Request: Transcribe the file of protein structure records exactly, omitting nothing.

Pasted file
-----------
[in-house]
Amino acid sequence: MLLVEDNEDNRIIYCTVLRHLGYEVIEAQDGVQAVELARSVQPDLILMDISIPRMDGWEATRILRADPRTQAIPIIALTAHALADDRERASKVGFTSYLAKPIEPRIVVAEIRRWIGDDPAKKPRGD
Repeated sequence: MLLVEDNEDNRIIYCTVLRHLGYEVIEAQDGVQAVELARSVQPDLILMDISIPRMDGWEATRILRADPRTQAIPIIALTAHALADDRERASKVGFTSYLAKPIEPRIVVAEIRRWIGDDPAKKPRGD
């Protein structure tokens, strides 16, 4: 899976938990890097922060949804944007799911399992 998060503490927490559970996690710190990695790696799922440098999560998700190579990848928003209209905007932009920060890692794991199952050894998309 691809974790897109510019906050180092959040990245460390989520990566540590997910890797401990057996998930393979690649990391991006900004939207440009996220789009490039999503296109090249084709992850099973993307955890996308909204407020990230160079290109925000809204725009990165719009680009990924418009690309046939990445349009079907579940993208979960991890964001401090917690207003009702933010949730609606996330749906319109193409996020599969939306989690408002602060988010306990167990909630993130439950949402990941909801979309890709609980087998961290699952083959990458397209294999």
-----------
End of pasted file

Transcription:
[in-house]
Amino acid sequence: MLLVEDNEDNRIIYCTVLRHLGYEVIEAQDGVQAVELARSVQPDLILMDISIPRMDGWEATRILRADPRTQAIPIIALTAHALADDRERASKVGFTSYLAKPIEPRIVVAEIRRWIGDDPAKKPRGD
Repeated sequence: MLLVEDNEDNRIIYCTVLRHLGYEVIEAQDGVQAVELARSVQPDLILMDISIPRMDGWEATRILRADPRTQAIPIIALTAHALADDRERASKVGFTSYLAKPIEPRIVVAEIRRWIGDDPAKKPRGD
């Protein structure tokens, strides 16, 4: 899976938990890097922060949804944007799911399992 998060503490927490559970996690710190990695790696799922440098999560998700190579990848928003209209905007932009920060890692794991199952050894998309 691809974790897109510019906050180092959040990245460390989520990566540590997910890797401990057996998930393979690649990391991006900004939207440009996220789009490039999503296109090249084709992850099973993307955890996308909204407020990230160079290109925000809204725009990165719009680009990924418009690309046939990445349009079907579940993208979960991890964001401090917690207003009702933010949730609606996330749906319109193409996020599969939306989690408002602060988010306990167990909630993130439950949402990941909801979309890709609980087998961290699952083959990458397209294999």